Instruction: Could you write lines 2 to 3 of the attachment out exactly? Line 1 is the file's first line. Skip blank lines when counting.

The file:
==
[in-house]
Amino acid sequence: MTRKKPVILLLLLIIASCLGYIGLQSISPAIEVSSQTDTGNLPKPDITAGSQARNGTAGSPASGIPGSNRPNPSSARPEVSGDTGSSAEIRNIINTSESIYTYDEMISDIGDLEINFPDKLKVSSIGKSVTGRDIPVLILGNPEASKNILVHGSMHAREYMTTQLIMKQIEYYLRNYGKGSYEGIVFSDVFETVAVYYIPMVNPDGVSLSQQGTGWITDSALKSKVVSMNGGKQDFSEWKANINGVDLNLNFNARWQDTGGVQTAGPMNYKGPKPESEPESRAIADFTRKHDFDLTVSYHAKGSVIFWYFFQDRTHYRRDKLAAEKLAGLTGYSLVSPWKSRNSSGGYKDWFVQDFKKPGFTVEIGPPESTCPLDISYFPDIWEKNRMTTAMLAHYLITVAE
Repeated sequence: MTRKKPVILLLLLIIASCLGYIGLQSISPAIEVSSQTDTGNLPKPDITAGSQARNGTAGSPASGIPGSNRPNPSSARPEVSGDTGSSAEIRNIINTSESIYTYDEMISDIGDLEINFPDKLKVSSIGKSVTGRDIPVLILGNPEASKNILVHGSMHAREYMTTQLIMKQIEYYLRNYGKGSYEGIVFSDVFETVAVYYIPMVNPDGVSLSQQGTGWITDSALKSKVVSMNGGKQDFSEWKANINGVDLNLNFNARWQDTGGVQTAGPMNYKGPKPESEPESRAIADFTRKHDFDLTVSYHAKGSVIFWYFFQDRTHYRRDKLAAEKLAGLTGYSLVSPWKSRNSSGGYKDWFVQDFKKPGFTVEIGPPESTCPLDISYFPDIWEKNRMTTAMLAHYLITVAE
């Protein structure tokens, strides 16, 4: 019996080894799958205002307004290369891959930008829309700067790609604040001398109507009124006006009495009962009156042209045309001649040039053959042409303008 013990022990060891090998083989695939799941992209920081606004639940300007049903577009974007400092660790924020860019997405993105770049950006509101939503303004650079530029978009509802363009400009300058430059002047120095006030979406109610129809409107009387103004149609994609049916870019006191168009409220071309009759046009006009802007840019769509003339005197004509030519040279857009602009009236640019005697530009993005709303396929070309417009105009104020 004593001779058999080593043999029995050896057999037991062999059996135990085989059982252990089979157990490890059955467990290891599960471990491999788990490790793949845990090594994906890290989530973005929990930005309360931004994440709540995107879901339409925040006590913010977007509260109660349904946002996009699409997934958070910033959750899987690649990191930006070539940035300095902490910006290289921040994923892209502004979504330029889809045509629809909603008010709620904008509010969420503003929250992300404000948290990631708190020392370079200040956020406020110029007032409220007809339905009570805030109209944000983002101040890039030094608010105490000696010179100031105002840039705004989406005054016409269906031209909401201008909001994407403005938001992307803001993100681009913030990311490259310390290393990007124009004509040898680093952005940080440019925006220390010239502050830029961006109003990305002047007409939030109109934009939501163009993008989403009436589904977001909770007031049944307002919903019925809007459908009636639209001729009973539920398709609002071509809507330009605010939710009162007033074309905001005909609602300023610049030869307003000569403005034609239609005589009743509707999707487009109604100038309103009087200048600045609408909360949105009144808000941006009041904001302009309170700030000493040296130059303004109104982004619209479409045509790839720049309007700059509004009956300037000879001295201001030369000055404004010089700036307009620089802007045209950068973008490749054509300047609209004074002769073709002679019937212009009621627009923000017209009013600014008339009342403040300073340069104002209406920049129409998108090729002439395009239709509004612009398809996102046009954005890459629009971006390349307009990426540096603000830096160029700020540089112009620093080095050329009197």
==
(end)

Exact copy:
Amino acid sequence: MTRKKPVILLLLLIIASCLGYIGLQSISPAIEVSSQTDTGNLPKPDITAGSQARNGTAGSPASGIPGSNRPNPSSARPEVSGDTGSSAEIRNIINTSESIYTYDEMISDIGDLEINFPDKLKVSSIGKSVTGRDIPVLILGNPEASKNILVHGSMHAREYMTTQLIMKQIEYYLRNYGKGSYEGIVFSDVFETVAVYYIPMVNPDGVSLSQQGTGWITDSALKSKVVSMNGGKQDFSEWKANINGVDLNLNFNARWQDTGGVQTAGPMNYKGPKPESEPESRAIADFTRKHDFDLTVSYHAKGSVIFWYFFQDRTHYRRDKLAAEKLAGLTGYSLVSPWKSRNSSGGYKDWFVQDFKKPGFTVEIGPPESTCPLDISYFPDIWEKNRMTTAMLAHYLITVAE
Repeated sequence: MTRKKPVILLLLLIIASCLGYIGLQSISPAIEVSSQTDTGNLPKPDITAGSQARNGTAGSPASGIPGSNRPNPSSARPEVSGDTGSSAEIRNIINTSESIYTYDEMISDIGDLEINFPDKLKVSSIGKSVTGRDIPVLILGNPEASKNILVHGSMHAREYMTTQLIMKQIEYYLRNYGKGSYEGIVFSDVFETVAVYYIPMVNPDGVSLSQQGTGWITDSALKSKVVSMNGGKQDFSEWKANINGVDLNLNFNARWQDTGGVQTAGPMNYKGPKPESEPESRAIADFTRKHDFDLTVSYHAKGSVIFWYFFQDRTHYRRDKLAAEKLAGLTGYSLVSPWKSRNSSGGYKDWFVQDFKKPGFTVEIGPPESTCPLDISYFPDIWEKNRMTTAMLAHYLITVAE